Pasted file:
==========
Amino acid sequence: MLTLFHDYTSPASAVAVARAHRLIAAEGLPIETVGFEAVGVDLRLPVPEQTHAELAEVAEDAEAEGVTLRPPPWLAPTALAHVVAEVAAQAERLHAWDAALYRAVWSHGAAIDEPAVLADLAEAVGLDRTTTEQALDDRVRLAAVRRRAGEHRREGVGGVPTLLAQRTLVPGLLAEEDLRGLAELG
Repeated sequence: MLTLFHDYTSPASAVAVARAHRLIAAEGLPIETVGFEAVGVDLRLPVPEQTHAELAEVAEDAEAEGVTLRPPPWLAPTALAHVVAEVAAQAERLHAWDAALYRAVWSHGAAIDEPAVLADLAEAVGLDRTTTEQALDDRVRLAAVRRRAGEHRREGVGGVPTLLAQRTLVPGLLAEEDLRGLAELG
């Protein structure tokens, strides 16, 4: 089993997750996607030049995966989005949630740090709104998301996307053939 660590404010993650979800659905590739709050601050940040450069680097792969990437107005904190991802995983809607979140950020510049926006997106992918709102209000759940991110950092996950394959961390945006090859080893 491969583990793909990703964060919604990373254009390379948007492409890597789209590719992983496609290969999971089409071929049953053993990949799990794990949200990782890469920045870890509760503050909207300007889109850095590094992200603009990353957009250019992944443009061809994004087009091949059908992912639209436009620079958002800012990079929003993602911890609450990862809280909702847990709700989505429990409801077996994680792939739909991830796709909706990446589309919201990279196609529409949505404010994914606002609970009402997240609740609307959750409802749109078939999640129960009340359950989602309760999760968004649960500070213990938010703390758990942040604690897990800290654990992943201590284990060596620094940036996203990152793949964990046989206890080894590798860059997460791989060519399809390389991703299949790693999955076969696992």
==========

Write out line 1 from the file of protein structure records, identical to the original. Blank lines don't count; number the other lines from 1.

Amino acid sequence: MLTLFHDYTSPASAVAVARAHRLIAAEGLPIETVGFEAVGVDLRLPVPEQTHAELAEVAEDAEAEGVTLRPPPWLAPTALAHVVAEVAAQAERLHAWDAALYRAVWSHGAAIDEPAVLADLAEAVGLDRTTTEQALDDRVRLAAVRRRAGEHRREGVGGVPTLLAQRTLVPGLLAEEDLRGLAELG